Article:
Azure isn’t IaaS and that’s a good thing
photo: creative common by linh.ngÃ¢n
When Azure first came out there were nothing but Web Role and Worker Role. You can't talk to Worker Role directly. You gotta write partial trust app. There are all this limitations that made it really cool at the same time. I can just stop worrying about the hardware, OS, IIS and all that. Focus on the app!
Since the SDK 1.3 release, now we got full IIS support, remote desktop in into any roles, even perhaps installing/configuring OS level stuff through startup tasks. When I heard Azure is releasing VM role , I thought that Microsoft is backing down on the whole pure Platform-as-a-Service (PaaS) thing. A Role is now a VM++ (’¦ or is it really VM--).
So has Azure become an Infrastructure-as-a-Service (IaaS) offering?
Short answer: no.
Nothing but Windows
I won't try to explain why Azure isn't IaaS in a great detail, other people have done a better job than me.
However the one reason that stuck the most for me in saying Azure isn't an IaaS is the lack of various guest OS support. For better or worse, we have to stick with Windows if we want to use Azure. Albeit you can use the different variant: Server 2008, Server 2008 R2.. heck you could even use Server 2003 if you really feel like it.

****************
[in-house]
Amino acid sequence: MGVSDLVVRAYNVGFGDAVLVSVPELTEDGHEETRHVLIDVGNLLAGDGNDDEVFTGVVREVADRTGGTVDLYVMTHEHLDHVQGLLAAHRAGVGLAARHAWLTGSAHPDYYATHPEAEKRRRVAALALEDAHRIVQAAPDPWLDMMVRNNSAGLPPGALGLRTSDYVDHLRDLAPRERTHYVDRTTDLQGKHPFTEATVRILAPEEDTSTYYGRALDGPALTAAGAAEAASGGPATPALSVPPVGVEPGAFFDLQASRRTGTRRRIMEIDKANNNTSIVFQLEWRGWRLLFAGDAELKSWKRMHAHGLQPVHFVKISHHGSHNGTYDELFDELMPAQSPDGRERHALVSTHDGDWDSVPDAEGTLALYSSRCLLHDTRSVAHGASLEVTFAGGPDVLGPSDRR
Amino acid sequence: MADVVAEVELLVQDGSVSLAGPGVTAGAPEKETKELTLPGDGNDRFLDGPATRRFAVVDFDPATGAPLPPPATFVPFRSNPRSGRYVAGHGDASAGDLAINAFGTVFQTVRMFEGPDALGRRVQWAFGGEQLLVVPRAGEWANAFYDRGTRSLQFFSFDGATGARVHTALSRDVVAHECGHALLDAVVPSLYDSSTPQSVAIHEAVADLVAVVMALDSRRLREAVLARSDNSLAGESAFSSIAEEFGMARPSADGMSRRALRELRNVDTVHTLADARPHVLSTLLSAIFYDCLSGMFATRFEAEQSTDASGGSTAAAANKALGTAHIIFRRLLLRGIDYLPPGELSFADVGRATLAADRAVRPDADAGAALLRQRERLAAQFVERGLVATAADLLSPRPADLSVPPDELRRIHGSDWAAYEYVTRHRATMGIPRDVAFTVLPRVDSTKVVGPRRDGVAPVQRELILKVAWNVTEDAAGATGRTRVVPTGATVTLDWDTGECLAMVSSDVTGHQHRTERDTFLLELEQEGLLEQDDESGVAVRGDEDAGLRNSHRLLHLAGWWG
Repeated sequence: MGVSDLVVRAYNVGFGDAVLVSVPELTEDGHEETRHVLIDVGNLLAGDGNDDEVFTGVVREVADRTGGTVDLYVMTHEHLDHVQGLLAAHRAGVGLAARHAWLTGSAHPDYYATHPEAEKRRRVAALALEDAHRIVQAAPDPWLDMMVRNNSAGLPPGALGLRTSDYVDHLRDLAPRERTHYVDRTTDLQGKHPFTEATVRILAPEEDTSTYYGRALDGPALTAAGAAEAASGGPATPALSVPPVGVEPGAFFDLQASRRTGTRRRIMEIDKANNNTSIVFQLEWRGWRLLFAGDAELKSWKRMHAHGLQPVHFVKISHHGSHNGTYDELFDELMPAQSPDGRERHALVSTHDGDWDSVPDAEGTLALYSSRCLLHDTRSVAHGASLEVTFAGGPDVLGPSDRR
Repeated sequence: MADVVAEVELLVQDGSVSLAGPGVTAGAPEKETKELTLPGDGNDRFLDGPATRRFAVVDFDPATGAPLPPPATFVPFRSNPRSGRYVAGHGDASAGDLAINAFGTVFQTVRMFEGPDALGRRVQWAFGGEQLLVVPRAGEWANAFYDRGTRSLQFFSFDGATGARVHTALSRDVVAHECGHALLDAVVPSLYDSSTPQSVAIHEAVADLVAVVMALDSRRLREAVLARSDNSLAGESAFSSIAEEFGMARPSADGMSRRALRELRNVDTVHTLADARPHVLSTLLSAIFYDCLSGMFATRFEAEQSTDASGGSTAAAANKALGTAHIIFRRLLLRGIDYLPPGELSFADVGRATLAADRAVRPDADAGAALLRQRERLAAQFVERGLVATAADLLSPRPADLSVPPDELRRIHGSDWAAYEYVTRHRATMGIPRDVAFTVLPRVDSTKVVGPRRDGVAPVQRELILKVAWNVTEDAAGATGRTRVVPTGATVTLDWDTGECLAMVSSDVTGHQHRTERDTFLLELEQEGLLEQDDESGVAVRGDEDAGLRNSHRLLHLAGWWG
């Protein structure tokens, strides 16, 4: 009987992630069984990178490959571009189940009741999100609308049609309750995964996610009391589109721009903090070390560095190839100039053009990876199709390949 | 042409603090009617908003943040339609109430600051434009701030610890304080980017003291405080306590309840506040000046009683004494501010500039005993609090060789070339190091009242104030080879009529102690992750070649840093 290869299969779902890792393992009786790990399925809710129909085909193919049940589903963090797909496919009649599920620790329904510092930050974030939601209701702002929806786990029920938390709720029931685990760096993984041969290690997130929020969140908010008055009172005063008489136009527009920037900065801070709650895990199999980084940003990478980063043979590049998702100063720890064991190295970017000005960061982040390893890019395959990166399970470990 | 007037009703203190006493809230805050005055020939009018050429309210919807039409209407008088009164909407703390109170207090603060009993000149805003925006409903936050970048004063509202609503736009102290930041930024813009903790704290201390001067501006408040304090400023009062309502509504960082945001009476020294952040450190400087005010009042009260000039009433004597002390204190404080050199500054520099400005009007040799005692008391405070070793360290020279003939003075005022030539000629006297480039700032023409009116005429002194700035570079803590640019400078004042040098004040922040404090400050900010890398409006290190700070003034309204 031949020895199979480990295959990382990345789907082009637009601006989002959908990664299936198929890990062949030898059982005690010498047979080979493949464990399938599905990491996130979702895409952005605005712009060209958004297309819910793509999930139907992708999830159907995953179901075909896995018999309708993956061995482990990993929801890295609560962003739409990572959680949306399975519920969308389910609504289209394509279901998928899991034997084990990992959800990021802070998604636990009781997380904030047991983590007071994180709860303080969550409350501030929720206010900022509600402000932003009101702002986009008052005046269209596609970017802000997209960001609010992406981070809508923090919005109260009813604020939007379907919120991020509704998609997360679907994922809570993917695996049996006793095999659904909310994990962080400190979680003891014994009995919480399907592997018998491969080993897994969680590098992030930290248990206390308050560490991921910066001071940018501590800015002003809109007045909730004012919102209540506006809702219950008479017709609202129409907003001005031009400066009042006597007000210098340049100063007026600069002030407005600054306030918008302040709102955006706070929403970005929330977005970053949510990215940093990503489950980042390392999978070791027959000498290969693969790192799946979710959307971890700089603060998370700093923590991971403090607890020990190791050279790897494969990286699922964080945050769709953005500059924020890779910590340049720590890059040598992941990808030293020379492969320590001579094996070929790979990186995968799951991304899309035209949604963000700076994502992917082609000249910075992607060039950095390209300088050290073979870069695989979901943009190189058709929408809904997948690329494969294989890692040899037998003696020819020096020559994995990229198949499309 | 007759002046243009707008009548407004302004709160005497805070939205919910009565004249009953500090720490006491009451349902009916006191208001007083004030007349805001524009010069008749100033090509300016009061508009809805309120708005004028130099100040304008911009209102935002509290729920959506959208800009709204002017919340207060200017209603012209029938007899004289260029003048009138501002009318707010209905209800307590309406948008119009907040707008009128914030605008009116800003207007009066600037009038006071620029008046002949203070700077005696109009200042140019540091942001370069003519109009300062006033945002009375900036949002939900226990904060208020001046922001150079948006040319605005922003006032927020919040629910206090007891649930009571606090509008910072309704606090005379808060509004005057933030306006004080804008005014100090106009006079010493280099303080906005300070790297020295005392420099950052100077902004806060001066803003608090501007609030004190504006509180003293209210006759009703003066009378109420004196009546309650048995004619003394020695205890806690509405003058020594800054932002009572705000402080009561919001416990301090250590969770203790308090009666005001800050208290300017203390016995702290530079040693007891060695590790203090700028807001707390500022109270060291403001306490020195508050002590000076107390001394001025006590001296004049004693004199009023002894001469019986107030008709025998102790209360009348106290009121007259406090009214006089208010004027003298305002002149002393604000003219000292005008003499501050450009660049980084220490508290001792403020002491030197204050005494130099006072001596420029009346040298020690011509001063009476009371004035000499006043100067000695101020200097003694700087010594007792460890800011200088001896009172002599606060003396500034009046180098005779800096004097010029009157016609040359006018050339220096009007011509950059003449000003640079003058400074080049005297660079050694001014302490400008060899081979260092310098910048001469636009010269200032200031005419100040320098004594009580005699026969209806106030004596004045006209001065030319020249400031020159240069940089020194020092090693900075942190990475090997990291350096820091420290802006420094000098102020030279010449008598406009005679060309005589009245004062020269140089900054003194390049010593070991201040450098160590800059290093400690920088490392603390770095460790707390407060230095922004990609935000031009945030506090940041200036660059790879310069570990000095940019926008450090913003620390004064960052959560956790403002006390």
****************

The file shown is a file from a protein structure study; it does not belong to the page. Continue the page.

With more responsibility
VM role is still just like Web and Worker role. There are a few things that a Role has to do, interacting with the underlying Fabric (lifetime management, health, etc.). But The major difference is you are now responsible for the OS image : so you're on your own for updating the OS, etc.
It's not all bad
Is this a bad thing? No!
I'm a big proponent of PaaS and I don't like caring for every single knob that I can tweak on the OS level.
I'm not an IT Pro and don't want to spend my time on learning how to become one. Azure focuses on making it easy for us devs to deploy our app to the cloud (albeit with the balance of making it Enterprise friendly which often comes at a cost of the increase in complexity).